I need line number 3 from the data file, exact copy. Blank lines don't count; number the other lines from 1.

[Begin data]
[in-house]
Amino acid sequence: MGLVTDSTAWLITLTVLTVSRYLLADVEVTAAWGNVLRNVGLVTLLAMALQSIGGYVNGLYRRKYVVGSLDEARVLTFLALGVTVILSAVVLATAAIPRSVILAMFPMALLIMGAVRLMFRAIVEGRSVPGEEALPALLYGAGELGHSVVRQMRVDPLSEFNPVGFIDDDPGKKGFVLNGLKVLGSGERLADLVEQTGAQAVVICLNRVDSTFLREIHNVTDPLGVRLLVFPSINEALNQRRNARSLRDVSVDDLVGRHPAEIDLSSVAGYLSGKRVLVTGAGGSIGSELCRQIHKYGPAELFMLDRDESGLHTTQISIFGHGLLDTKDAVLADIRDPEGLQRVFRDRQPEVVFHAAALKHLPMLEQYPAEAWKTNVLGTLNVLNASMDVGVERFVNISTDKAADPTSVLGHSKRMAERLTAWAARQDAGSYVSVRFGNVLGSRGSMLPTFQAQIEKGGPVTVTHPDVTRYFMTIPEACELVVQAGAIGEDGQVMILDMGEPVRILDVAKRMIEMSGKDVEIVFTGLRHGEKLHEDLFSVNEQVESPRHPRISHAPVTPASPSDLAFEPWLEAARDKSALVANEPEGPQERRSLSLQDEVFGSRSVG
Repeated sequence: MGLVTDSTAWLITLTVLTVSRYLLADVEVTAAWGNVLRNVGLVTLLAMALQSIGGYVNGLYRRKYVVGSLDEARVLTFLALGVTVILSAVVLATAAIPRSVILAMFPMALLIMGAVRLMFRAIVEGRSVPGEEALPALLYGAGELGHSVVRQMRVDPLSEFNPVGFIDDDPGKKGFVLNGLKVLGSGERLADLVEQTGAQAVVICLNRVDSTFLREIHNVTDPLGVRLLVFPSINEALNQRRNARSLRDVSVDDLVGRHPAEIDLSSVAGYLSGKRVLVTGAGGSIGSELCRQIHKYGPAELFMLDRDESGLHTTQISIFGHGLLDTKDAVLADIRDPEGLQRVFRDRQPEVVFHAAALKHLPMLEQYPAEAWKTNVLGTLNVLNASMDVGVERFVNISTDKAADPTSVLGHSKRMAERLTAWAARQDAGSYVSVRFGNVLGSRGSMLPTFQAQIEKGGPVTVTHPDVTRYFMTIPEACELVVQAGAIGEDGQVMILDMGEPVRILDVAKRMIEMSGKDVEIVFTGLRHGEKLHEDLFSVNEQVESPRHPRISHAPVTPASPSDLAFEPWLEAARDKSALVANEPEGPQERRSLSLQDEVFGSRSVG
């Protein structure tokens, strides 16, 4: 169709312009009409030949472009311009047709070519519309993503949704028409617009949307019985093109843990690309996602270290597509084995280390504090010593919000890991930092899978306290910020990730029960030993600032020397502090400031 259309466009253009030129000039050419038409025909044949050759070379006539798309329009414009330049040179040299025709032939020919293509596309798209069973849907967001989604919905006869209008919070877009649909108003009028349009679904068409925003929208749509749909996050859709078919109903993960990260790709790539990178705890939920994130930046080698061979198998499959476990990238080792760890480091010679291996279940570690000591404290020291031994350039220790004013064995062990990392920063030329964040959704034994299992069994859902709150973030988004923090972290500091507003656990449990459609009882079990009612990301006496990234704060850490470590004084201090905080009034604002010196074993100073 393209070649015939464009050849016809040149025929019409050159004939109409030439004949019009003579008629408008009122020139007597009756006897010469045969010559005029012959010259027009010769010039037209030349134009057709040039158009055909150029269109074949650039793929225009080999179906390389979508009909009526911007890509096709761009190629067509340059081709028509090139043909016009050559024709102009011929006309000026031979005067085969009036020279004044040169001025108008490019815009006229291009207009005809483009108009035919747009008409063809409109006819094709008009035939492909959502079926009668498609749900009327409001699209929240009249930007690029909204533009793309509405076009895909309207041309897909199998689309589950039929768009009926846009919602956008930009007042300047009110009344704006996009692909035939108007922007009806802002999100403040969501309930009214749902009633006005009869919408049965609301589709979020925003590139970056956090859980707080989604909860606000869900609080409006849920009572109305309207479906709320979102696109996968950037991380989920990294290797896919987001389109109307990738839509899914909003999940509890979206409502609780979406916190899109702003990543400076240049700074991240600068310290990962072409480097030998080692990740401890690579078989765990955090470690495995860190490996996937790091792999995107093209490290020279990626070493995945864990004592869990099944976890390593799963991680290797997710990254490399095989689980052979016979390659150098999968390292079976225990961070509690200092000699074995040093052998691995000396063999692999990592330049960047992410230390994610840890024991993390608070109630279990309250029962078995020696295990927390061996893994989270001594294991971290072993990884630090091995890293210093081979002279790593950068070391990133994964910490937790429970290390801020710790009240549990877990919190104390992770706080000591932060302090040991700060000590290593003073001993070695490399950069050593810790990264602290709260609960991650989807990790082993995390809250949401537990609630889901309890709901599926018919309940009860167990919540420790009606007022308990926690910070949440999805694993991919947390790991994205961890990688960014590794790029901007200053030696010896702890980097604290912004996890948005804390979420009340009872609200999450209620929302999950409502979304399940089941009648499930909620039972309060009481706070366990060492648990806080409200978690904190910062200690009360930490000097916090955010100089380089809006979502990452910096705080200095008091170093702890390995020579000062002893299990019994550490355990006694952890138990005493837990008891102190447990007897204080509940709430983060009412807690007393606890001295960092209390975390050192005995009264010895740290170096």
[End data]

Repeated sequence: MGLVTDSTAWLITLTVLTVSRYLLADVEVTAAWGNVLRNVGLVTLLAMALQSIGGYVNGLYRRKYVVGSLDEARVLTFLALGVTVILSAVVLATAAIPRSVILAMFPMALLIMGAVRLMFRAIVEGRSVPGEEALPALLYGAGELGHSVVRQMRVDPLSEFNPVGFIDDDPGKKGFVLNGLKVLGSGERLADLVEQTGAQAVVICLNRVDSTFLREIHNVTDPLGVRLLVFPSINEALNQRRNARSLRDVSVDDLVGRHPAEIDLSSVAGYLSGKRVLVTGAGGSIGSELCRQIHKYGPAELFMLDRDESGLHTTQISIFGHGLLDTKDAVLADIRDPEGLQRVFRDRQPEVVFHAAALKHLPMLEQYPAEAWKTNVLGTLNVLNASMDVGVERFVNISTDKAADPTSVLGHSKRMAERLTAWAARQDAGSYVSVRFGNVLGSRGSMLPTFQAQIEKGGPVTVTHPDVTRYFMTIPEACELVVQAGAIGEDGQVMILDMGEPVRILDVAKRMIEMSGKDVEIVFTGLRHGEKLHEDLFSVNEQVESPRHPRISHAPVTPASPSDLAFEPWLEAARDKSALVANEPEGPQERRSLSLQDEVFGSRSVG